Dealing with Imposter Syndrome at Work
Most of us have had instances when we have felt dispirited by our professional life. This disappointment prevents us from enjoying the fruits of our labor. For those with imposter syndrome, these feelings are intensified. Not only do they feel dispirited, but also feel they are putting up a performance every day. It’s like wearing a mask and playing a role that doesn’t reflect your true self. The only difference is that those with imposter syndrome feel that they will get caught for being phony and constantly fear this.
Although not identified as a recognized disorder in the Diagnostic and Statistical Manual of Mental disorders (DSM-5), it tends to overlap with Social Anxiety Disorder (SAD) and is quite prevalent in the workplace.
What is imposter syndrome?
Harvard Business Review defines it as “a collection of feelings of inadequacy that persist despite evident success.” It makes people downplay success by attributing it to ‘dumb luck’ and they are constantly afraid of being ‘found out’. As mentioned earlier, even though they are being their most authentic selves, they constantly feel they are wearing a mask that hides their incompetence. You can spot it in your employees when they berate their own work, set unrealistic goals, wait for presentations to get over soon to avoid getting ‘called out’, or don’t acknowledge their success. Research has shown that it stems from parents who send confusing messages by flitting between praise and criticism or preferring one child over the other. This is what causes imposter syndrome, makes them feel undervalued, and sets a high standard to judge their performance at work.
How to deal with imposter syndrome?
Leaders can play an important role in dealing with imposter syndrome at work. Since a huge chunk is based on the fear of getting caught or being undermined by superiors, being acknowledged and encouraged by them can boost morale at work. Here are a few tips on how to deal with imposter syndrome in the workplace:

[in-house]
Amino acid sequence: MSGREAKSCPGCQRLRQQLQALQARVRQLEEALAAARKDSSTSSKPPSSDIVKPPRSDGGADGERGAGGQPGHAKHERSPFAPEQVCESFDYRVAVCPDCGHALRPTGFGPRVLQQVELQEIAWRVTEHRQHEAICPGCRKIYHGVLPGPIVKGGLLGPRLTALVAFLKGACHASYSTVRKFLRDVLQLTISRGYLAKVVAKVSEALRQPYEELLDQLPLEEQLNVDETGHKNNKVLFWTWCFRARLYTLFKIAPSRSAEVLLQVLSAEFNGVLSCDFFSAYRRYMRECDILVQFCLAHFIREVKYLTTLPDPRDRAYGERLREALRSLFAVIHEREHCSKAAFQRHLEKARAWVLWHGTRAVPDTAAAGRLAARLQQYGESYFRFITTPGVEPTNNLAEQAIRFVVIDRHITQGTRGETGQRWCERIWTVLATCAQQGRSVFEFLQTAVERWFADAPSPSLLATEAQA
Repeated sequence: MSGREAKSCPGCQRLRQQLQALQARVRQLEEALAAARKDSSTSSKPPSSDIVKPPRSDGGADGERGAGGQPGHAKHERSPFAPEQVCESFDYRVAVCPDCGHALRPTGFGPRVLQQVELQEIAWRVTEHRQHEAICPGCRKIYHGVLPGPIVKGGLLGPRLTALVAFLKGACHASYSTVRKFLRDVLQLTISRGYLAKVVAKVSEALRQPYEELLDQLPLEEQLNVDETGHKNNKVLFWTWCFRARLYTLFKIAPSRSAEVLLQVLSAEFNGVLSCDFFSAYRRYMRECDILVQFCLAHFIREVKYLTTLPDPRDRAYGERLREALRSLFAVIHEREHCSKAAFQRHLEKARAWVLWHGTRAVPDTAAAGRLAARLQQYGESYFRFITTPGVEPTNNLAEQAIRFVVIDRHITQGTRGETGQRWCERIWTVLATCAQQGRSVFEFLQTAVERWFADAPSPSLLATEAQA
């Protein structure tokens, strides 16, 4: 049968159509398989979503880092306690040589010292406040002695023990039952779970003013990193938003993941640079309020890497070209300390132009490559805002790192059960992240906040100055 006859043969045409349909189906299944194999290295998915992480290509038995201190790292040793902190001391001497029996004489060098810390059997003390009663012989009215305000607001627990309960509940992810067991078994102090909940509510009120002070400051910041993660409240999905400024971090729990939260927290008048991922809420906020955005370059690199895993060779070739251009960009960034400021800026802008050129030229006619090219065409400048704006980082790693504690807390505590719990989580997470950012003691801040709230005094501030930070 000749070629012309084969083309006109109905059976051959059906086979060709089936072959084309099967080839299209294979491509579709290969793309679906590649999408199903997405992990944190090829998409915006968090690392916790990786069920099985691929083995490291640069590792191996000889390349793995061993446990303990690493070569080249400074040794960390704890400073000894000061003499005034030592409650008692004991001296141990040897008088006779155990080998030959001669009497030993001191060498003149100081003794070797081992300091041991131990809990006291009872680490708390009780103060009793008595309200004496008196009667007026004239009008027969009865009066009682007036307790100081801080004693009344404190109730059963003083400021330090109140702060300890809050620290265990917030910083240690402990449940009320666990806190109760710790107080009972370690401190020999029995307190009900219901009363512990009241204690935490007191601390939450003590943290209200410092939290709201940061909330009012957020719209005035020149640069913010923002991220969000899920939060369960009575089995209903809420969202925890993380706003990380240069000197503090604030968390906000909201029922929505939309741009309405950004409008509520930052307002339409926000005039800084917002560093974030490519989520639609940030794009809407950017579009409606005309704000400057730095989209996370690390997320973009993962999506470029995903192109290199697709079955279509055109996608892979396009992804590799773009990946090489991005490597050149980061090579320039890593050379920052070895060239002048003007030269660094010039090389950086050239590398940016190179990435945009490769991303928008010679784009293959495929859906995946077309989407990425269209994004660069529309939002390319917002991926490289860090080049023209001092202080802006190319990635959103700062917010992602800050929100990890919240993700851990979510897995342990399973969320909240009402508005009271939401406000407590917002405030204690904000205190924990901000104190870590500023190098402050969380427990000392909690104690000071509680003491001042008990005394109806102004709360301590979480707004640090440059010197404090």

Talk about it
A lot of people feel uneasy and anxious during weekly meetings and presentations but all of them don’t necessarily grapple with impostor syndrome. Lack of awareness means many suffer in silence. With the support of leaders, employees can become better equipped to deal with imposter syndrome at work. Talk about imposter syndrome symptoms and how it makes people feel. Try to understand if any of your employees have been feeling this way. When their “weird feelings” get a name, it means others have also been going through the same issues. Knowing that they are not alone can give them comfort.
Applaud their achievements
One of the biggest imposter syndrome symptoms is a person’s tendency to downplay their successes and not believe people’s compliments. Since they believe they are just pretending to be someone who knows a lot, any compliments they receive are seen as ingenuine or aimed at the image of the person they have been ‘impersonating’. This must not deter leaders from acknowledging their hard work. Be their loudest cheerleader and constantly remind them that you believe in them and their capabilities. They may say things like, “That’s not a big deal” or “Anybody could have done that. I did nothing special”. Make them have faith in themselves and their work.
Don’t push for perfectionism
Those with imposter syndrome have the urge to be perfect at all times to convince people that they are not ‘impersonating’ anyone. This makes them set unrealistic expectations and be disappointed when they are unable to fulfill them. It’s good to pay attention to detail but this shouldn’t come at the cost of your employees’ wellbeing. Create a safe-to-fail environment where employees know you have their back if they make mistakes. The “I can’t fail” attitude only adds pressure to do things perfectly or feel the prick of disappointment, humiliation, and anxiety. Remind them that they are judged on the sincerity of their effort and not their mistakes.
Create a positive work atmosphere
Whether someone is dealing with imposter syndrome at work or not, building morale and keeping employees engaged and productive is essential. Create a work culture that’s solution-oriented and not problem-oriented. Instead of looking for what is missing in someone’s work ethic, look for ways of improvement. A good leader will recognize a person’s unique abilities to make them feel valued and supported while guiding them towards becoming better every day. For those with imposter syndrome symptoms, identifying such abilities can be a task and that’s where a good leader steps in to help them have faith in themselves and their work.
In a nutshell, to deal with imposter syndrome at work, leaders must create a safe harbor where employees feel supported and valued. Unconditional support is key to resolving such issues at work.
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